Similarly, regulators who insulate market participants from the effects of their mistakes only guarantee more mistakes. On the other hand, free markets ensure that participants feel the full weight of their decisions. Those who fail to plan ahead and think carefully about what they do, suffer the consequences quickly and brutally. If they participate again, they do so in a much more thoughtful and careful manner. Unless the consequences of their actions are born by others, which is the heart of regulation.
I found this quote particularly interesting:
“Banks were allowed to enter the securities businesses because surely they know how to manage risk.”
He spends the first half of the article telling us how banks were unregulated and participants in a free market. Then he tells us they were “allowed to enter the securities business”. Not a free market.
Myth 3: Wealth Is A Zero-Sum Game
“Another Keynesian notion suppressed by the free-market lobby was the danger, not to say immorality, of increased income inequality. Skidelsky acknowledges that later Keynesians have made more of this than the master himself, but Keynes did feel that excessive inequality promoted speculation by those at the top of the income scale and reduced consumption by everyone else — a formula for economic stagnation, or worse.”
The inherent thought here is based on zero-sum thinking. The idea is that the amount of wealth in the economy is fixed. So, if I consume 1 more unit, you necessarily consume 1 fewer unit. 1 + (-1) = 0 (thus, the name). This is a fallacy of the highest order. Wealth, unlike matter, can be created and destroyed. For example, say you have an idea for a business. You start it up and convince people to buy your product. Why do they buy your product? Because they either take funds they weren’t using (savings) and use it to buy your product, or they take funds they were using for something else and switch those funds to your product. Either way, they decided they got more value from your product than from saving or consuming something else. In other words, your new product returned more value to them than any other option they had available to them before. Both you and your consumer are better off than when you started. Value (and similarly, wealth) was created. Please note, that value creation and wealth creation are not the same thing nor is wealth creation a guaranteed result of value creation. But the process by which wealth is created is similar to that of value creation.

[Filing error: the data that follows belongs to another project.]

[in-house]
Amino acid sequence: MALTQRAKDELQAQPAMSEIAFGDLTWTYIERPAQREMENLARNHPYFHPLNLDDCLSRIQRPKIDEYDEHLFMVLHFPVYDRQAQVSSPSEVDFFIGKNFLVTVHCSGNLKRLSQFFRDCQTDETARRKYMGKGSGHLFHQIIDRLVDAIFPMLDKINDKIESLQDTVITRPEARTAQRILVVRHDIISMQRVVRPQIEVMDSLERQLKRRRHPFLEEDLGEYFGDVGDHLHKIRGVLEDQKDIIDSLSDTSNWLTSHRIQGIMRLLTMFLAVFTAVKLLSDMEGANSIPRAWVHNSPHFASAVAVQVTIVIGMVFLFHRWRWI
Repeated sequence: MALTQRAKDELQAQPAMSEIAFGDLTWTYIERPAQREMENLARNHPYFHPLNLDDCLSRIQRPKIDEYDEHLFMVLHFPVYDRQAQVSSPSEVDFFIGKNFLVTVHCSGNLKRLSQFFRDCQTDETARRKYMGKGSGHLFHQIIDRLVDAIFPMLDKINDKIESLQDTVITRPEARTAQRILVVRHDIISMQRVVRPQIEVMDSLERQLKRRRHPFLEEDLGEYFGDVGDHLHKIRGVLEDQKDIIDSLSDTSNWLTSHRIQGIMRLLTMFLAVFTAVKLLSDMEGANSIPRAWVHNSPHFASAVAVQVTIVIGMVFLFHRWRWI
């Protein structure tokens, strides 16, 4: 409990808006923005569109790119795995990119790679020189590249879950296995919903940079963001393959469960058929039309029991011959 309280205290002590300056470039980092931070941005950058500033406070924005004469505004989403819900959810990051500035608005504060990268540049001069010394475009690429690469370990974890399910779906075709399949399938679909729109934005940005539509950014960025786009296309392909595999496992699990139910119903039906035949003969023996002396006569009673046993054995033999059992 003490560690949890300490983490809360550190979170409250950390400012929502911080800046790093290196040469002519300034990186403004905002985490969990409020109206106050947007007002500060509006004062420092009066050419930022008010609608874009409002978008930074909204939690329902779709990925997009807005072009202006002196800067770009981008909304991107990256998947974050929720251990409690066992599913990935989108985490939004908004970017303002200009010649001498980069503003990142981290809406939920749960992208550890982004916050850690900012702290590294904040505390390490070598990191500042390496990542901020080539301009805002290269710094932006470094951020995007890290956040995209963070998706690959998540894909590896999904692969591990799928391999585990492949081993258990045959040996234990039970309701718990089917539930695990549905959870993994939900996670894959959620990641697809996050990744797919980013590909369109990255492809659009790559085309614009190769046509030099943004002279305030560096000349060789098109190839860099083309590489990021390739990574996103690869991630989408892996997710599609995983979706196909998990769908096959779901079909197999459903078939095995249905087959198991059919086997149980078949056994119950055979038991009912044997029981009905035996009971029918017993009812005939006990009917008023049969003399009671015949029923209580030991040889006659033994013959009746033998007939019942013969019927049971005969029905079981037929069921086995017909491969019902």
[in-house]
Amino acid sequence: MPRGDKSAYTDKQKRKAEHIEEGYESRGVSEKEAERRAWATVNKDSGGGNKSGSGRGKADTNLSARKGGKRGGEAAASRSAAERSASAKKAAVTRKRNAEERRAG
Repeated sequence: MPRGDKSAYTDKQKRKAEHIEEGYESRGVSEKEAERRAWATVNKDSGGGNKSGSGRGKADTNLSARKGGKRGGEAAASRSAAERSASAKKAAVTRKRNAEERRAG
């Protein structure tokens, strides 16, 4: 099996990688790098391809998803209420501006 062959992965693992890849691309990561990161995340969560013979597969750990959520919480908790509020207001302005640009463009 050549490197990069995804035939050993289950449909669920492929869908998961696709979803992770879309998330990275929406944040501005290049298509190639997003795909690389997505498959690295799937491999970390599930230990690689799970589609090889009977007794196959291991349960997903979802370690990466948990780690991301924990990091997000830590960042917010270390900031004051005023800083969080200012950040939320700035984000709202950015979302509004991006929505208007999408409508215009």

This zero-sum notion is at the heart of regulation. Regulators believe that if somebody, somewhere is making money, somebody else is losing it and it’s their job to right this wrong. Unfortunately, the task of assigning wealth to others is very difficult to do well and regulators haven’t proven to be very successful at it. Welfare programs incent people to stay in welfare programs, not improve their situation. Willingness to regulate in favor of the underdog leads groups to position themselves as underdogs, whether it be true or not, in order enhance their favor with the regulators, quashing innovation and competitiveness and destroying value.
Free markets are the only truly unbiased entity (if a market can be called an entity). They don’t care about religion, race, sexual orientation or anything else. They favor those with the best information and the willingness to use it. Truly, free markets are blind.
It is my belief that, for the reasons above, Keynes’ ideas lengthened the Depression and caused it to be much worse than it would have been. I also believe the Obama administration is leading us in a similar direction, away from free markets, toward inefficient, regulated markets. As you consider who to vote for in the coming years, I hope you will vote for the candidate of whichever party you believe will most allow the markets to operate freely. To quote my brother-in-law’s blog title, “Free Market, Free People“. Let freedom ring.